Econometrica: Sep 1993, Volume 61, Issue 5

Learning, Local Interaction, and Coordination

https://doi.org/0012-9682(199309)61:5<1047:LLIAC>2.0.CO;2-O
p. 1047-1071

Glenn Ellison

This paper discusses the dynamic implications of learning in a large population coordination game, focusing on the structure of the matching process which describes how players meet. As in Kandori, Mailath, and Rob (1993) a combination of experimentation and myopia creates "evolutionary" forces which lead players to coordinate on the risk dominant equilibrium. To describe play with finite time horizons it is necessary to consider the rates at which the dynamic systems converge. In large populations with uniform matching, play is determined largely by historical factors. In contrast, when players interact with small sets of neighbors it is more reasonable to assume that evolutionary forces may determine the outcome.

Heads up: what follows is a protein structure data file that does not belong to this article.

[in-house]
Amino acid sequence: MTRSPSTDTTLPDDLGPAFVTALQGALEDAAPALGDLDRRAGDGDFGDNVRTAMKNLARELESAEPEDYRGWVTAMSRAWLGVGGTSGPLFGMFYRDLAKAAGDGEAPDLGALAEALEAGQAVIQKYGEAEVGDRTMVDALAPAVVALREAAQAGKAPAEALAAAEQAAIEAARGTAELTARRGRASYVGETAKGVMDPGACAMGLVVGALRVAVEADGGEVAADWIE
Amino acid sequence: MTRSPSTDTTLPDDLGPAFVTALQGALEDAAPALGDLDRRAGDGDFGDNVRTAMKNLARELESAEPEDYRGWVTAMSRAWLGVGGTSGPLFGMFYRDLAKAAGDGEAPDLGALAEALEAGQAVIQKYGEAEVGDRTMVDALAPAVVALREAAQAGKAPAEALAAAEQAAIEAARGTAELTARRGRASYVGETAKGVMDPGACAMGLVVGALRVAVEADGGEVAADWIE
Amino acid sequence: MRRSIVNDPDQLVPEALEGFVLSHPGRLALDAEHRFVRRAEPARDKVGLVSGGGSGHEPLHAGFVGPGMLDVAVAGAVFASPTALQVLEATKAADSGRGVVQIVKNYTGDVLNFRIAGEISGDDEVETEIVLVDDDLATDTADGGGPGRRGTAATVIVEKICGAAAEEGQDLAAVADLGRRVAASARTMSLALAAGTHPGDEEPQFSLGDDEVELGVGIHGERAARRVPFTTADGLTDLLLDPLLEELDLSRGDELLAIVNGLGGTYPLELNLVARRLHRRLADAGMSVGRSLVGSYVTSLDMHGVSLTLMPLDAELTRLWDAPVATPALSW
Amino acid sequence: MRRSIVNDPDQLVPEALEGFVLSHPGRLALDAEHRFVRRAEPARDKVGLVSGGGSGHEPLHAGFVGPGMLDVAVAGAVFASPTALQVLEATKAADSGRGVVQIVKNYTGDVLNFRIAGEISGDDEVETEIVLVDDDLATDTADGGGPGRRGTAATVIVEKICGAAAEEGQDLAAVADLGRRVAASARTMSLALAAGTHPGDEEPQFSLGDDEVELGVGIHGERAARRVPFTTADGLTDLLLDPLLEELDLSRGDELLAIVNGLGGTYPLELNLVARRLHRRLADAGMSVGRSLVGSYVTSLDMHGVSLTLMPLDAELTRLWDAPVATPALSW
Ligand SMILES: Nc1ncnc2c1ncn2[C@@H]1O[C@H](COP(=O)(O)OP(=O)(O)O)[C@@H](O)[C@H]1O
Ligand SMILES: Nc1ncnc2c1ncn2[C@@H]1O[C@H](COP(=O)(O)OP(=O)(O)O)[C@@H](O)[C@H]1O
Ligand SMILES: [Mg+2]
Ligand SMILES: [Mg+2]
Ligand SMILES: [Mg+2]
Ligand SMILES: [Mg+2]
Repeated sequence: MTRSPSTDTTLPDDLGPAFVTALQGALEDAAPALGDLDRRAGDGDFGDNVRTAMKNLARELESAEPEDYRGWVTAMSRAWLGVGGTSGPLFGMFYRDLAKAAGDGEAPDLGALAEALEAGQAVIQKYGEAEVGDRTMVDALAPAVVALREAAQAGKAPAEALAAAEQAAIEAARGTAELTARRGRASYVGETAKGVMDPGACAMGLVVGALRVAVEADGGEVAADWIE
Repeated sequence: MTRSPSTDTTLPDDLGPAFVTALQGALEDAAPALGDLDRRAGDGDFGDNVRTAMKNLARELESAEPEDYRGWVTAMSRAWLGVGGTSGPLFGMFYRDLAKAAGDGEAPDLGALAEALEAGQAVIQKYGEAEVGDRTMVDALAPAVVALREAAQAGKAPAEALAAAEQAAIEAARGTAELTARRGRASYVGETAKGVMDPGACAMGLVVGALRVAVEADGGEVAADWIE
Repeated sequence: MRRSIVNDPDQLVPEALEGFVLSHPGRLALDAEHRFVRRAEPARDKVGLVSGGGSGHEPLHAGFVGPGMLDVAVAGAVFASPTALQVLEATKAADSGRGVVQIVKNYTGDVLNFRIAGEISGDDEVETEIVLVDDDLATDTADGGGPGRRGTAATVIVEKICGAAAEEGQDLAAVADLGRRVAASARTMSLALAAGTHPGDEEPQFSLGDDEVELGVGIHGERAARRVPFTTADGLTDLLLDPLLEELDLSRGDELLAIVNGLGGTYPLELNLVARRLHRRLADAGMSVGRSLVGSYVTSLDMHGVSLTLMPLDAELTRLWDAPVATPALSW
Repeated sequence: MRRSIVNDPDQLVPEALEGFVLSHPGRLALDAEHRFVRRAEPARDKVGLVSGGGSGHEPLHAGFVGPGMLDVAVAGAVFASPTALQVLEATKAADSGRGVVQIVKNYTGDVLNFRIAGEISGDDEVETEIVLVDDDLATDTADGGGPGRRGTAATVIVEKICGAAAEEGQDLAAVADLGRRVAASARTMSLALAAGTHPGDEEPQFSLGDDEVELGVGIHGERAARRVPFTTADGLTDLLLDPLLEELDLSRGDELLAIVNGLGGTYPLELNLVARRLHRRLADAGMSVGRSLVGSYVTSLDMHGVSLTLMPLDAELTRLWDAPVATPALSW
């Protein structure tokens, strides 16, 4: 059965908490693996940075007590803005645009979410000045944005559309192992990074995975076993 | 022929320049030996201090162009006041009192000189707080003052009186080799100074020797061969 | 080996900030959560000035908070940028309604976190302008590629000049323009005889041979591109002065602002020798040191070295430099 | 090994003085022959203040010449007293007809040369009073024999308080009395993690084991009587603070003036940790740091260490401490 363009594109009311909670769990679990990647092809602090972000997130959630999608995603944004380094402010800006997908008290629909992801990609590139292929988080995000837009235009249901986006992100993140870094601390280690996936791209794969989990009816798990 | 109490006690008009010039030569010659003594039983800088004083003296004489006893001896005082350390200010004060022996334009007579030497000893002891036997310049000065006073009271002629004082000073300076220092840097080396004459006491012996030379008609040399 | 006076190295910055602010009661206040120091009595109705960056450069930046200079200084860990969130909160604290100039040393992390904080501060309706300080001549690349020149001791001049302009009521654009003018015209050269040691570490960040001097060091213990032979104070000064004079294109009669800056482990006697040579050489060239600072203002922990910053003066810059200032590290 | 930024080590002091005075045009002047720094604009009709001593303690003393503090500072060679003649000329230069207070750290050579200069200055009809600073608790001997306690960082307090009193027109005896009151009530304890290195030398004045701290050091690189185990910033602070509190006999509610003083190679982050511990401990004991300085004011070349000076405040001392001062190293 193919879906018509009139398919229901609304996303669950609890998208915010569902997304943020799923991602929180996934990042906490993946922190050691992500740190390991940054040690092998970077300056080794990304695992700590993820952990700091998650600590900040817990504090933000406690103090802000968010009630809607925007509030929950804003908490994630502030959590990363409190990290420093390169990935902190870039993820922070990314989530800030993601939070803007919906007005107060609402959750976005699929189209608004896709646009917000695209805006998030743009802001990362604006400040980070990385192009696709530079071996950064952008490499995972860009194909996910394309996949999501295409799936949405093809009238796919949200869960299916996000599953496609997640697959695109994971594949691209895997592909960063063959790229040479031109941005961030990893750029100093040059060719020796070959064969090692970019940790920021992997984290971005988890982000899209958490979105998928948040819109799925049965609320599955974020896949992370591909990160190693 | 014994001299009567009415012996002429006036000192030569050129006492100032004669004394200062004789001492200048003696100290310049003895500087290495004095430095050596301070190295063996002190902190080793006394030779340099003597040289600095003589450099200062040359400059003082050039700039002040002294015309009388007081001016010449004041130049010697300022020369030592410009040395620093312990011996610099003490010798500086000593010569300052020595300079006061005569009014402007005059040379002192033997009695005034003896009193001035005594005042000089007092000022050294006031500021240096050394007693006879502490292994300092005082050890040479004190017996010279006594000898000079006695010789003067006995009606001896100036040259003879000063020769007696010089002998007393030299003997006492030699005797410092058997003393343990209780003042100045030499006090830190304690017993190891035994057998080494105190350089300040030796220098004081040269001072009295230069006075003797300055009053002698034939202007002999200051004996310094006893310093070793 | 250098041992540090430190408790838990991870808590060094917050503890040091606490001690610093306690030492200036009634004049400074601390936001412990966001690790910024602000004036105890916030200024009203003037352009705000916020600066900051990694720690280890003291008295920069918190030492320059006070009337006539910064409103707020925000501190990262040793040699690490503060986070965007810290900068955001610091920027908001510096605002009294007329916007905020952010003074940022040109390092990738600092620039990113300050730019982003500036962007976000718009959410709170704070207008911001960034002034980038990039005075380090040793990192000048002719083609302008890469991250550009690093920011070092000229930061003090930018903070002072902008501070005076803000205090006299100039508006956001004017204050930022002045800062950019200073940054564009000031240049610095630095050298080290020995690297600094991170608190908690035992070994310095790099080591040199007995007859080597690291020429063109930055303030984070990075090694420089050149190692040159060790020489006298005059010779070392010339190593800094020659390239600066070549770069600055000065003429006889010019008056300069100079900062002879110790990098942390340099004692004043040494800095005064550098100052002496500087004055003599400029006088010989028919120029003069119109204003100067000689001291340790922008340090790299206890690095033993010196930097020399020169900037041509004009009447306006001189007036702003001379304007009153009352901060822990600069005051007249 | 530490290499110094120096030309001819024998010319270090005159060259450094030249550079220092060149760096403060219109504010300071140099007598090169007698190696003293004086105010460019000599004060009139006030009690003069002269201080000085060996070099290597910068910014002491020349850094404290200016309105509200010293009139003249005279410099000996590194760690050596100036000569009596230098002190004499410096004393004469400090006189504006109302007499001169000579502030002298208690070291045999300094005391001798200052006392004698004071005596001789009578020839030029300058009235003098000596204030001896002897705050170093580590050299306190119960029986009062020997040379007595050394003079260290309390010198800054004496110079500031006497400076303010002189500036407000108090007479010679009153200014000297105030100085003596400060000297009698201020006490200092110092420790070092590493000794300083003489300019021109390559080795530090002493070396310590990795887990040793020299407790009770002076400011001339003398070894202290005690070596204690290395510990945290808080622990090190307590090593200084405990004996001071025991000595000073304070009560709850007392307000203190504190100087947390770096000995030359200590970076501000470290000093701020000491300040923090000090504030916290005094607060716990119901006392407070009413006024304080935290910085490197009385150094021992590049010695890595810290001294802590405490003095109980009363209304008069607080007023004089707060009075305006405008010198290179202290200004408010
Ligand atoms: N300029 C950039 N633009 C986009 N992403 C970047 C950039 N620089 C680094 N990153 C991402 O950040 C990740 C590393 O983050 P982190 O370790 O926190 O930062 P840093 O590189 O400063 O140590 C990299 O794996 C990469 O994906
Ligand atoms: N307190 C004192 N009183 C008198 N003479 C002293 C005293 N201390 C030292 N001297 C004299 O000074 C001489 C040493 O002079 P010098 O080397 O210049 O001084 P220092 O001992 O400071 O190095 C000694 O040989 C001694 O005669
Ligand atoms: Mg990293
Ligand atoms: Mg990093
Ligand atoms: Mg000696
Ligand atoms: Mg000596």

Log In To View Full Content

Back